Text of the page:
{ _id : 1, host : "<server-ip>:20005" },
      { _id : 2, host : "<server-ip>:20006" }
    ]
  }
)

This query will create 3 replica sets of shard2.

Mongos (router)

MongoDB mongos instances route queries and write operations to shards in a sharded cluster. mongos provide the only interface to a sharded cluster from the perspective of applications. Applications never connect or communicate directly with the shards.

A mongos instance routes a query to a cluster by:

  • Determining the list of shards that must receive the query.
  • Establishing a cursor on all targeted shards.

For Mongos also I have created a docker-compose file, which will create one container and connect to config servers’s replica sets.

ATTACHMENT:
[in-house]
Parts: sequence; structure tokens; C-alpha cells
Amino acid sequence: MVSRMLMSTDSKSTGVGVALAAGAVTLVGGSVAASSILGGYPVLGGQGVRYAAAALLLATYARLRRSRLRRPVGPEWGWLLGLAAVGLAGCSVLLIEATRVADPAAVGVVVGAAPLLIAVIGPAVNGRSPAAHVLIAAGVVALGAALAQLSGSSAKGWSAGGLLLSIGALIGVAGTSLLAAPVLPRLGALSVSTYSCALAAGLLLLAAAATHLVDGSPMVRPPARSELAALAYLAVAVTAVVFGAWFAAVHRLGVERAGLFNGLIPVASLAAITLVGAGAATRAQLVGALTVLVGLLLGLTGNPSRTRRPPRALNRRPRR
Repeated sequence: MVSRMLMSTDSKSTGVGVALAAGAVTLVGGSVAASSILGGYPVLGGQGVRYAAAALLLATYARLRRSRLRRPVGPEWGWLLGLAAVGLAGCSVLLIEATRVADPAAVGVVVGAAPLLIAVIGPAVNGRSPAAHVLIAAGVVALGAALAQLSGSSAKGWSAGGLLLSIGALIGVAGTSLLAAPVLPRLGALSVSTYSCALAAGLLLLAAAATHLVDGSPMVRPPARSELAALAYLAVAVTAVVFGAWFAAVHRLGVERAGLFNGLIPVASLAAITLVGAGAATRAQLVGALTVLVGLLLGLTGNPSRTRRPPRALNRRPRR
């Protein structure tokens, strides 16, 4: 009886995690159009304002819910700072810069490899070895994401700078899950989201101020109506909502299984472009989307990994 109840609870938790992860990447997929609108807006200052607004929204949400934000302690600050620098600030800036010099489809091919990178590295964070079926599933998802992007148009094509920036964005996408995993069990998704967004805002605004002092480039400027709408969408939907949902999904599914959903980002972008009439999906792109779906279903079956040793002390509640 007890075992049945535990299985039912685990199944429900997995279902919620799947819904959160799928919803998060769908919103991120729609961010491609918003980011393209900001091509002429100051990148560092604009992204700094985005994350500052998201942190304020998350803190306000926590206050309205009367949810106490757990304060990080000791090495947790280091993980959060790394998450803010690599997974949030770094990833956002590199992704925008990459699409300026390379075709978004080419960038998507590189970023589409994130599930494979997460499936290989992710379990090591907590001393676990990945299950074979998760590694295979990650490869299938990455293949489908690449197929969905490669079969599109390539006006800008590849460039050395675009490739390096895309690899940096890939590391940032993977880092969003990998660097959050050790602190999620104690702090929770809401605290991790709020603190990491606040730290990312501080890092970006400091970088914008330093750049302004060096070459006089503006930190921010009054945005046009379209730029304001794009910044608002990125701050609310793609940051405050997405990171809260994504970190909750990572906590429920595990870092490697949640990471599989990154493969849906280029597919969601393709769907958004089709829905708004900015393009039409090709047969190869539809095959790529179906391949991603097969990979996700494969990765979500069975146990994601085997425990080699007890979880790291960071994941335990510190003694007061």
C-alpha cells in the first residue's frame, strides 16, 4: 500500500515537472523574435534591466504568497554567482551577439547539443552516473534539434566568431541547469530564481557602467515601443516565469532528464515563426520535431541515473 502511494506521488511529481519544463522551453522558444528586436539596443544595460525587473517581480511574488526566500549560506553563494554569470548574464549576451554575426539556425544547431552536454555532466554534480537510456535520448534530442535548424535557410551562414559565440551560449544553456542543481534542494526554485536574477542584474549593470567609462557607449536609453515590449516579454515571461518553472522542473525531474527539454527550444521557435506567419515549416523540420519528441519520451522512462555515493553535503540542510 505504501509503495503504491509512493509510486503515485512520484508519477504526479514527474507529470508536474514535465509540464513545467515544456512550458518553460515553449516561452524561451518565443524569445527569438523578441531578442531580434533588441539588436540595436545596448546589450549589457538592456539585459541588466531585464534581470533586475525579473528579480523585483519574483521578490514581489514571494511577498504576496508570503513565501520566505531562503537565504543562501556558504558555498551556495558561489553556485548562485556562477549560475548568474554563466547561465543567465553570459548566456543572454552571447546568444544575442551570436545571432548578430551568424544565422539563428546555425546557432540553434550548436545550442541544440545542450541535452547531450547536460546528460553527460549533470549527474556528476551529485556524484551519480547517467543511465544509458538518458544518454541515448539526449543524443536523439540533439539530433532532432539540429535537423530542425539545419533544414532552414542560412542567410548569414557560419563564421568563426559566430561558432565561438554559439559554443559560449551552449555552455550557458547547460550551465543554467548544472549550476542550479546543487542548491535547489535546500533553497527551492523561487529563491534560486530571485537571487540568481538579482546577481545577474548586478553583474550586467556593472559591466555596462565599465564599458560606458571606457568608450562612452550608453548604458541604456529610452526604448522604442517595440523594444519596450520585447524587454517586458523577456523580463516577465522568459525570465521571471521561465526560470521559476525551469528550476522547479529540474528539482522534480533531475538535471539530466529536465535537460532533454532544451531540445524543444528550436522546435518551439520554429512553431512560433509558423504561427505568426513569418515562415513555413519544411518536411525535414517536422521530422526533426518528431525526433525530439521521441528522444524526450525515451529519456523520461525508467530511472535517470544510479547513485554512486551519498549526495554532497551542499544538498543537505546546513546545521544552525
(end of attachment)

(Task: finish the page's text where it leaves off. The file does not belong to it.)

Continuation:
For Mongos we will use a 30000 port and there is no need to share volume. In this docker-compose file you need to replace <server-ip> with your server (local machine) ip.

docker-compose.yml file for mongos

version: '3'

services:

  mongos:
    container_name: mongos-route
    image: mongo:7.0.4
    command: mongos --configdb config_rs/<server-ip>:10001,<server-ip>:10002,<server-ip>:10003 --port 27017 --bind_ip_all
    ports:
      - 30000:27017

Now, that our basic setup and installation are done, we need to register shards in the router, in this process the router will store shards data in config servers.

To register shard you need to connect Mongos (router) using mongosh mongodb://<server-ip>:30000 command and need to run the query, but before run query replace <server-ip> with your server (local machine) ip.

sh.addShard("shard1_rs/<server-ip>:20001,<server-ip>:20002,<server-ip>:20003");